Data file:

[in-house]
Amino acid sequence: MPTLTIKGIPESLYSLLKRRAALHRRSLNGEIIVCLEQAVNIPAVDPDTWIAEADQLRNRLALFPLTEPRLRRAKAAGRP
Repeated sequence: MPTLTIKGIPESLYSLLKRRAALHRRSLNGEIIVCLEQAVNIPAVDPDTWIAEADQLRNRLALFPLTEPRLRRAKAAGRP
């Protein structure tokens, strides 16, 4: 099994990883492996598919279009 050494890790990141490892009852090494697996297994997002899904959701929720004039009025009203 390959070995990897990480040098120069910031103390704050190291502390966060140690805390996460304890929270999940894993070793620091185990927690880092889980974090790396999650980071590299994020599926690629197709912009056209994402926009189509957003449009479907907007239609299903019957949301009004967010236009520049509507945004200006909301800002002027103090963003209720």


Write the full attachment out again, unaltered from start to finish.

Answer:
[in-house]
Amino acid sequence: MPTLTIKGIPESLYSLLKRRAALHRRSLNGEIIVCLEQAVNIPAVDPDTWIAEADQLRNRLALFPLTEPRLRRAKAAGRP
Repeated sequence: MPTLTIKGIPESLYSLLKRRAALHRRSLNGEIIVCLEQAVNIPAVDPDTWIAEADQLRNRLALFPLTEPRLRRAKAAGRP
């Protein structure tokens, strides 16, 4: 099994990883492996598919279009 050494890790990141490892009852090494697996297994997002899904959701929720004039009025009203 390959070995990897990480040098120069910031103390704050190291502390966060140690805390996460304890929270999940894993070793620091185990927690880092889980974090790396999650980071590299994020599926690629197709912009056209994402926009189509957003449009479907907007239609299903019957949301009004967010236009520049509507945004200006909301800002002027103090963003209720």